Many people in the design profession are loathe to let the client go once they’ve started working with them – especially with all of those contractors out there claiming that they really don’t need too much design in order to build the work. Those ongoing charges for design are very justifiable in some circumstances – for example, helping the client choose stone, tile or paint colors.
Pros and Cons
One big advantage of the one-stop shopping approach, from a homeowner’s perspective at least, is that ‘finger pointing’ is minimized with design and building services coming from one entity. It may pose more risk for you – you have no one to blame if the light fixture you specified looks out of place, or if the refrigerator doesn’t fit in the opening – but at least you’ll have less of those jobsite moments where the builder is screaming blue murder at the designer. The other side of that, of course, is if that refrigerator does indeed not fit, you and your crew have to take care of the problem – at no charge to the customer.
There’s a boatload more liability here, as well as in the overall risk of building, of having things go wrong or fail. In some states, you have to warranty your building work for as long as 10 years, so you’d better make sure you and your crew know what you’re doing. You’ll need the proper licensing and bonding, too.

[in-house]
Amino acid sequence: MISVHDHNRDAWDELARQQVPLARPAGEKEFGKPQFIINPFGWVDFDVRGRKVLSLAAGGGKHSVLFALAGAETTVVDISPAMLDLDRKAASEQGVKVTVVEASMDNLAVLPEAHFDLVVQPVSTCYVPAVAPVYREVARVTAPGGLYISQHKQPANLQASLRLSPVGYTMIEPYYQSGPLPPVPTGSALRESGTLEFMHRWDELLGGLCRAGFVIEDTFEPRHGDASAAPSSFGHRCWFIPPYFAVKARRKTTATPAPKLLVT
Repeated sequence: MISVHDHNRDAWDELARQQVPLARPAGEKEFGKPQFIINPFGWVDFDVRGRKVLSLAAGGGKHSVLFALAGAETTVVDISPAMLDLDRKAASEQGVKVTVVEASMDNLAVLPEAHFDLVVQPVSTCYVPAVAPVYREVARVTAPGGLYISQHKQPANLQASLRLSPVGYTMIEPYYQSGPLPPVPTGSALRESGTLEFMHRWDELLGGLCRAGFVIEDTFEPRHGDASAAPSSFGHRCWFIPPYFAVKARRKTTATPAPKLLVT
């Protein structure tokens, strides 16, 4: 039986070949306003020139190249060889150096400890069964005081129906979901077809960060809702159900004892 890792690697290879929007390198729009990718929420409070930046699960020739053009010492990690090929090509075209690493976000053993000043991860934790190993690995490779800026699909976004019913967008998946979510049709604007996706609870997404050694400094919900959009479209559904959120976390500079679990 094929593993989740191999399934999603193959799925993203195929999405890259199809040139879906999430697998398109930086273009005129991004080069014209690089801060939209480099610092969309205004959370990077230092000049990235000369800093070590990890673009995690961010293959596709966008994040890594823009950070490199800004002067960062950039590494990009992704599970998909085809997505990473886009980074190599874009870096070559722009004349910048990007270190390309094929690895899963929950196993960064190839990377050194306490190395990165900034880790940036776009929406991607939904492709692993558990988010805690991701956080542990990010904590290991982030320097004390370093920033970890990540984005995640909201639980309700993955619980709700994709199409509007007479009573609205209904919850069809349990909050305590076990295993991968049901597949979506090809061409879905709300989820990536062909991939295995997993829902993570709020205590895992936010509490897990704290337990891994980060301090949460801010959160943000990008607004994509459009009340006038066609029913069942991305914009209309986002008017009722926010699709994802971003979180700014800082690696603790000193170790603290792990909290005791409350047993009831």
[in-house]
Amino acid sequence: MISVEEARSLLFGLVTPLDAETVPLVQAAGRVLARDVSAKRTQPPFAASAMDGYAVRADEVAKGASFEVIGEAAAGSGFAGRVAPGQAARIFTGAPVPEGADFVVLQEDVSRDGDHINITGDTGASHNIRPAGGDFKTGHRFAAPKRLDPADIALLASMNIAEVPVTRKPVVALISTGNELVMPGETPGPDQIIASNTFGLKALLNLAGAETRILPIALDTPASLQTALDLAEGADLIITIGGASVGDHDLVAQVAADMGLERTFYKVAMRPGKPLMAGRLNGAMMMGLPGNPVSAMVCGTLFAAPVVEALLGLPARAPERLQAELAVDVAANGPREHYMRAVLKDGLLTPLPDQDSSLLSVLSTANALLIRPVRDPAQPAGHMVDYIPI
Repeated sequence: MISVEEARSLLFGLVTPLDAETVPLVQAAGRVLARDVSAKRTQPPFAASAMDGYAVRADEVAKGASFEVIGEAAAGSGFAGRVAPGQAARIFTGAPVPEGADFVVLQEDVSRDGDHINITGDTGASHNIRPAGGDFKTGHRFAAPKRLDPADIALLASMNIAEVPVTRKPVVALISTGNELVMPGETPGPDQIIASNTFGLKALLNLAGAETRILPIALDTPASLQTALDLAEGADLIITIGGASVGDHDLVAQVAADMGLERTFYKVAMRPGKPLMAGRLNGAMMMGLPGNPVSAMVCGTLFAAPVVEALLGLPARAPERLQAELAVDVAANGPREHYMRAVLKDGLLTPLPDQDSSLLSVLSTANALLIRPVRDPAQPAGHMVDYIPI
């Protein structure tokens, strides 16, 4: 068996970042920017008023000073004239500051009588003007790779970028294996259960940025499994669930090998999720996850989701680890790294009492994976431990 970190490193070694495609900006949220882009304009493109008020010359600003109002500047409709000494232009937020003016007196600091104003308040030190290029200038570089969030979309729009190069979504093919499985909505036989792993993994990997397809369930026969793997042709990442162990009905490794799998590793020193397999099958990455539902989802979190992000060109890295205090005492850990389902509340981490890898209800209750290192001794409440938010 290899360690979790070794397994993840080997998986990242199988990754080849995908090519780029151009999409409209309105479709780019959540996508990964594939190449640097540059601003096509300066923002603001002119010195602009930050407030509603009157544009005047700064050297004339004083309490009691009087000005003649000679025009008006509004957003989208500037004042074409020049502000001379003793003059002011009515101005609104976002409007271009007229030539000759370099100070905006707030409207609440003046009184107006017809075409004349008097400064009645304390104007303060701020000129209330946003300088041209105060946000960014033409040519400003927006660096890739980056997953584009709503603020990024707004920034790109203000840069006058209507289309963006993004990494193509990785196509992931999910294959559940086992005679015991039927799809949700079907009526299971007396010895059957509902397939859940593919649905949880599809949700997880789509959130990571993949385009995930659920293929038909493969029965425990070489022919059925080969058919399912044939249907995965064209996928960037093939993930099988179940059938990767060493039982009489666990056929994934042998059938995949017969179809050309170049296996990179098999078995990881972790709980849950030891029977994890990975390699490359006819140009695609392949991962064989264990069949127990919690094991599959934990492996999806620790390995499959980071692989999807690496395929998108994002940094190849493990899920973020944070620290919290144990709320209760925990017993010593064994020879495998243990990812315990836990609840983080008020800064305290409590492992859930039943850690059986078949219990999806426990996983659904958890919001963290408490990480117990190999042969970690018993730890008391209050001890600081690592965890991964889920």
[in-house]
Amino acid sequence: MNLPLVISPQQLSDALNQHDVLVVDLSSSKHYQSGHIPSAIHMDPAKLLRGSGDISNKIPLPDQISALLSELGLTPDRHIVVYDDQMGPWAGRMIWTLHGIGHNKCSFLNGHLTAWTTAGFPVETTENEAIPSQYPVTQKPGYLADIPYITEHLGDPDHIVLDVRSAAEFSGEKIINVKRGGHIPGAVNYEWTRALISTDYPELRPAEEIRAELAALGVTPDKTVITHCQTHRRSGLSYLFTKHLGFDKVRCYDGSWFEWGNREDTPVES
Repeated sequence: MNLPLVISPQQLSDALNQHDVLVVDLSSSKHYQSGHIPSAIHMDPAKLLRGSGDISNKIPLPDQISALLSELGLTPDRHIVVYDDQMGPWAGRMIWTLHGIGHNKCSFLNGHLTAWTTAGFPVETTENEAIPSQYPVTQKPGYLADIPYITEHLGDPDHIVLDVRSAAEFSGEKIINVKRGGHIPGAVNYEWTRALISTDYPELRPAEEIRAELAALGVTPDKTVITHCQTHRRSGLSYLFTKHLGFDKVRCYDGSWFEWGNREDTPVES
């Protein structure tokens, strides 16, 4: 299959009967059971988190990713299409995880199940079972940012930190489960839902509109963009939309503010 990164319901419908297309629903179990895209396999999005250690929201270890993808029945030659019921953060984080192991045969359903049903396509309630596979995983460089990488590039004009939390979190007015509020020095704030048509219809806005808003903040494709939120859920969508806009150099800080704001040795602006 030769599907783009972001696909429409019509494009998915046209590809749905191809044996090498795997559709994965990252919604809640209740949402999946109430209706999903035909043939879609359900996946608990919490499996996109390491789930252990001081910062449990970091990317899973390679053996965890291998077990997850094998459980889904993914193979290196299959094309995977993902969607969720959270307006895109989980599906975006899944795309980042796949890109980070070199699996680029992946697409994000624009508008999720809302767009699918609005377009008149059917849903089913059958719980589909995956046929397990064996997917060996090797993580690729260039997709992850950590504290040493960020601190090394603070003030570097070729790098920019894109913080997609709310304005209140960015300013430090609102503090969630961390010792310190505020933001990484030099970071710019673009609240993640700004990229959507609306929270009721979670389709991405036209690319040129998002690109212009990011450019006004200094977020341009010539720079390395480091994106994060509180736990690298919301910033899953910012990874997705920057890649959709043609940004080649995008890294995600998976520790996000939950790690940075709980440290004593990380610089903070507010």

Building the job is really a different industry you’re getting into, even though it’s closely connected – and clients look at you very differently after they’ve been submitted to eight weeks of dust, noise, inconvenience and big checks to write.
If you want to offer design/build services but aren’t quite up to building your own projects, you should consider partnering with a builder. There is no need to merge your businesses, either; you can work as separate entities but as one team – and sell it that way to potential clients.
The builder you choose to collaborate with has to understand that you’re in it together; if there are problems, you need to support and back up each other. If you’ve ordered the wrong sink faucet, you take care of the problem – just like he needs to take responsibility if he builds a wall out of plumb. You’re both connected at the hip!
And, if you don’t sell product, remember, to get started, you don’t need to invest in a showroom and sell everything from soup to nuts. Perhaps, instead, you can supply plumbing and lighting fixtures; just mark them up and make a little extra money there.
Of course, there is the old stand-by of providing cabinets for your projects. Again, you may find that you don’t need to have a showroom in order to do this. Some cabinet manufacturers are anxious to move more product, and may will work with you to sell and order their cabinets.
This can be both lucrative and risky. If you’ve been doing design only for a long time and have not been involved in ordering product, you will quickly realize that ordering cabinets correctly involves skill, attention and experience.
Order things wrong and there goes the extra money you stand to make.
If you’re thinking of embarking on the design/build path, try to educate yourself. There are a few excellent consulting groups out there that can help you avoid many of the potential pitfalls.